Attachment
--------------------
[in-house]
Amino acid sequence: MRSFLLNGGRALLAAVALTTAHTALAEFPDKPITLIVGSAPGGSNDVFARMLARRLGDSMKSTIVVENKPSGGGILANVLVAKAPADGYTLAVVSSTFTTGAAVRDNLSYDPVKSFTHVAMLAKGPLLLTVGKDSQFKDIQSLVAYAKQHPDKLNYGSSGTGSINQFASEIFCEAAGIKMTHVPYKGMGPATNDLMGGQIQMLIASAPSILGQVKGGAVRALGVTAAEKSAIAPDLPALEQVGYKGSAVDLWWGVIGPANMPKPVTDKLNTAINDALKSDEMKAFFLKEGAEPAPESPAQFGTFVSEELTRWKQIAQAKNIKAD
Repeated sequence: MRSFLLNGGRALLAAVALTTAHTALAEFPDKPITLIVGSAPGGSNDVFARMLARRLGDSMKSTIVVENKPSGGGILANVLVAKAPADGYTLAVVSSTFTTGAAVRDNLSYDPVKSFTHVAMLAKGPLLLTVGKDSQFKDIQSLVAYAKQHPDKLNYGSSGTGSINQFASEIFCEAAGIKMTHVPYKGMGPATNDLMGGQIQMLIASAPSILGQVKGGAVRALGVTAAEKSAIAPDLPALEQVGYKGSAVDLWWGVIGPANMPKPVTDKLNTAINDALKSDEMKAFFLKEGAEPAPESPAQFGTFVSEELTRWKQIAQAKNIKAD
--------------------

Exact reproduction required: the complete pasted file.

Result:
[in-house]
Amino acid sequence: MRSFLLNGGRALLAAVALTTAHTALAEFPDKPITLIVGSAPGGSNDVFARMLARRLGDSMKSTIVVENKPSGGGILANVLVAKAPADGYTLAVVSSTFTTGAAVRDNLSYDPVKSFTHVAMLAKGPLLLTVGKDSQFKDIQSLVAYAKQHPDKLNYGSSGTGSINQFASEIFCEAAGIKMTHVPYKGMGPATNDLMGGQIQMLIASAPSILGQVKGGAVRALGVTAAEKSAIAPDLPALEQVGYKGSAVDLWWGVIGPANMPKPVTDKLNTAINDALKSDEMKAFFLKEGAEPAPESPAQFGTFVSEELTRWKQIAQAKNIKAD
Repeated sequence: MRSFLLNGGRALLAAVALTTAHTALAEFPDKPITLIVGSAPGGSNDVFARMLARRLGDSMKSTIVVENKPSGGGILANVLVAKAPADGYTLAVVSSTFTTGAAVRDNLSYDPVKSFTHVAMLAKGPLLLTVGKDSQFKDIQSLVAYAKQHPDKLNYGSSGTGSINQFASEIFCEAAGIKMTHVPYKGMGPATNDLMGGQIQMLIASAPSILGQVKGGAVRALGVTAAEKSAIAPDLPALEQVGYKGSAVDLWWGVIGPANMPKPVTDKLNTAINDALKSDEMKAFFLKEGAEPAPESPAQFGTFVSEELTRWKQIAQAKNIKAD